Developers divided on Govt fixing rent for slum projects
The developers community seems divided on the decision of government fixing rent for slum projects. While some developers say its good, some feel otherwise.
By Varun Singh
A few days ago, state’s housing minister Jitendra Awhad had announced fixed rent for various for slum dwellers payable by developers.
He gave three demographic categories under which rent shall be paid to slum dwellers by developers.
In Mumbai up to Bandra, the rent will be Rs 12,000 per month. It will be Rs 10,000 per month from Bandra to Andheri/Ghatkopar and Rs 8,000 per month beyond it.
This had already created a political controversy with the BJP threatening an agitation claiming it to be a favourable decision for developers.
BJP MLA Atul Bhatkhalkar had said, that the Rs 8,000 rent in suburbs is a move that wrongs slum dwellers.
Now developers are a divided house on this, for example some developers say fixing the rent isn’t a good ida.
Even reports suggest that Chief Minister Udddhav Thackeray might do away with the fix rent policy.
Manju Yagnik, Vice Chairperson, Nahar Group and Vice President NAREDCO (Maharashtra) said, “While it is still in the planning phase, the objective to fix the amount of rent paid for slum rehabilitation projects will not help in determining the actual market price. Earlier the state government had planned to fix the rent paid to slum dwellers living in transit during redevelopment between Rs 8,000 and Rs 12,000 per month. Slum redevelopment takes years for completion, so fixed rent is not a feasible thought as the cost of alternate accommodation keeps altering year on year, more so rent is location specific and varies from place to place in a city like Mumbai.”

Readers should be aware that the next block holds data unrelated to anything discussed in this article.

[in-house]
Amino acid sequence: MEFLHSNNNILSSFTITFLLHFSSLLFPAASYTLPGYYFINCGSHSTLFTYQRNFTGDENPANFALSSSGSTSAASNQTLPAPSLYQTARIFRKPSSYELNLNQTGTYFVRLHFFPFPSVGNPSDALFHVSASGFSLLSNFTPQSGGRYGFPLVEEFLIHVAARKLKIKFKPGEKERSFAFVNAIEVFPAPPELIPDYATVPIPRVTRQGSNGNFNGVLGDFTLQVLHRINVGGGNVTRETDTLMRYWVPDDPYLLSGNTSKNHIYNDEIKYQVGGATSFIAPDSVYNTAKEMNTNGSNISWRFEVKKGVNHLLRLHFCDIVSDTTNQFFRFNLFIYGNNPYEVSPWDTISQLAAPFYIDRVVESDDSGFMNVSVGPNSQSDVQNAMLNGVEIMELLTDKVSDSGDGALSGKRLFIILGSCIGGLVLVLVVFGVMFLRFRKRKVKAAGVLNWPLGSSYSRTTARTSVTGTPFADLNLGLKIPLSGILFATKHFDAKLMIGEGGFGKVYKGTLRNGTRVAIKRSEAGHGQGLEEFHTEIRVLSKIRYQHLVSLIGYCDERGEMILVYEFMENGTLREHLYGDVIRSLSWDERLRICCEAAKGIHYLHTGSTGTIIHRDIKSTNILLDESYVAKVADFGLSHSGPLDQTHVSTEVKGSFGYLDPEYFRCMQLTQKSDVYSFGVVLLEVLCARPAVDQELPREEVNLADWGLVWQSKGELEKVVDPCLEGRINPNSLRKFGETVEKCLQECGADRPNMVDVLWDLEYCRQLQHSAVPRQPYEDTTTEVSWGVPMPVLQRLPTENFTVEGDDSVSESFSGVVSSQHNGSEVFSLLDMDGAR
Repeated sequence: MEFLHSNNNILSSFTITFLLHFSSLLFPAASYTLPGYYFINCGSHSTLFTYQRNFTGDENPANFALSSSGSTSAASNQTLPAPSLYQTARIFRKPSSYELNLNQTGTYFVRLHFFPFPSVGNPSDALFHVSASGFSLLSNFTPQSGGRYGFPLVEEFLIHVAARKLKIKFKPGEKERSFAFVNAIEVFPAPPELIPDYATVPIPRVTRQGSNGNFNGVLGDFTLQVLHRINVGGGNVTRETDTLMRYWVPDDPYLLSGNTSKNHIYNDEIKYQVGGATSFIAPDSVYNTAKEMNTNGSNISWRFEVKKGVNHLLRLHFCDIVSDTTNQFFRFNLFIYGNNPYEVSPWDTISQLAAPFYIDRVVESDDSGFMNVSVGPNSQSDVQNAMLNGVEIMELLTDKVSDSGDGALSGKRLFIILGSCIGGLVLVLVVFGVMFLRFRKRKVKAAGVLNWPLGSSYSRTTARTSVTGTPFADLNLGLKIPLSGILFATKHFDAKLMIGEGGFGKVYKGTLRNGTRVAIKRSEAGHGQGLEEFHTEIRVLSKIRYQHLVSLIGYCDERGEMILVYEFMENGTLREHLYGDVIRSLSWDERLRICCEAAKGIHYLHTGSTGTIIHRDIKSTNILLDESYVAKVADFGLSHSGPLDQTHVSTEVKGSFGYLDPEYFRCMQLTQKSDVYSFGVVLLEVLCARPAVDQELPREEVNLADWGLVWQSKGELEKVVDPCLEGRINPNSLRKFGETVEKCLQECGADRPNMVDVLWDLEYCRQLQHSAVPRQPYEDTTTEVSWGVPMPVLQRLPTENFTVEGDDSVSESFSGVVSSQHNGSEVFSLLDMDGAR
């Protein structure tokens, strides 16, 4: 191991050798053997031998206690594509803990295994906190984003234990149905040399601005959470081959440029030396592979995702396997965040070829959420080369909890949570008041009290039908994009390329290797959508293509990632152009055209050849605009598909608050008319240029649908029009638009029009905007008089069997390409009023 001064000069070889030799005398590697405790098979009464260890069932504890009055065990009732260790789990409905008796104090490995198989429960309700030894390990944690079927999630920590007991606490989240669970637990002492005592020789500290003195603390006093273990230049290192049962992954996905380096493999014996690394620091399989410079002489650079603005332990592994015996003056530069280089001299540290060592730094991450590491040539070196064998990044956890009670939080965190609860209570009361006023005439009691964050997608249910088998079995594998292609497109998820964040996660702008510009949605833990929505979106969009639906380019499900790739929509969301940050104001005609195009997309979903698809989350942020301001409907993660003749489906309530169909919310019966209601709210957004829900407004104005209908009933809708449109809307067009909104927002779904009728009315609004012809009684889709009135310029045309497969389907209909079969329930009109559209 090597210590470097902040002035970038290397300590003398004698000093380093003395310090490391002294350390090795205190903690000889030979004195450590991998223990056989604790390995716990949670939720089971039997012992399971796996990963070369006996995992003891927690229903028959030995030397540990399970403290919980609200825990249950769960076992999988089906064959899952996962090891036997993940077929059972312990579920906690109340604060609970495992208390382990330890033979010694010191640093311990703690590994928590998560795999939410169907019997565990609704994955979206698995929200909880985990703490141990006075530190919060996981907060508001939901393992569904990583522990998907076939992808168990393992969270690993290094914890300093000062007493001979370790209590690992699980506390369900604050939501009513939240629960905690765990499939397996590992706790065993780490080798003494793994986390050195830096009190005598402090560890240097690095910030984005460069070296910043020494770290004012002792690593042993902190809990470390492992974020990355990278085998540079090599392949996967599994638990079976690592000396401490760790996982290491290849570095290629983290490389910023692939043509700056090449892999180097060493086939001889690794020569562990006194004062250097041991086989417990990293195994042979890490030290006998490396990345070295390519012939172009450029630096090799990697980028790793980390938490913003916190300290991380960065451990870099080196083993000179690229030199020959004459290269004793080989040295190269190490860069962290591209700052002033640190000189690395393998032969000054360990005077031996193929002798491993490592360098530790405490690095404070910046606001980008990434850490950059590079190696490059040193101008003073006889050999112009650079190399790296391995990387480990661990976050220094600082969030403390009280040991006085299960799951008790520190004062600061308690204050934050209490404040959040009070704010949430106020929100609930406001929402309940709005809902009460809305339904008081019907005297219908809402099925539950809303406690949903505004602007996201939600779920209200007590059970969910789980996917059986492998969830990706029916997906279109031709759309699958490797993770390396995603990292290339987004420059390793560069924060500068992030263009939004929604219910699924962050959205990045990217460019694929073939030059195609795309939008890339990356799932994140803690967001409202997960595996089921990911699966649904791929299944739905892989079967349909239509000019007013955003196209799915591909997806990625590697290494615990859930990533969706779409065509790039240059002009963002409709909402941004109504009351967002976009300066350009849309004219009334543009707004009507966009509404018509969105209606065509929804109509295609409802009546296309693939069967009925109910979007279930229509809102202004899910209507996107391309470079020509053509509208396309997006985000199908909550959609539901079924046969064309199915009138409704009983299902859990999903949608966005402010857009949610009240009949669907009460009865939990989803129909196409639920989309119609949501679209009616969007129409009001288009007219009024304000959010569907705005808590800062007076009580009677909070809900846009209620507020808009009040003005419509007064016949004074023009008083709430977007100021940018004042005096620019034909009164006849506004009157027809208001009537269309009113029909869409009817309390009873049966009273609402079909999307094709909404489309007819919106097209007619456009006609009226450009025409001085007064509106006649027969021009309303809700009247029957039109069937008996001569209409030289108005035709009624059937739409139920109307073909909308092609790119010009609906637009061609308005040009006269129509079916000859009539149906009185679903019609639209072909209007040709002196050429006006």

While some developers say fixing rent is a good move as both developer and slum dwellers won’t be able to wrong each other.
Rohit Poddar, Managing Director, Poddar Housing and Development Ltd. said, “This is a very good rule. Alternative accommodation on rent is available at these rental bands in the micro market and it prevents the developer to pay less rent and it prevents the slum dwellers from extorting exorbitant rents from developers thereby making the project unviable.”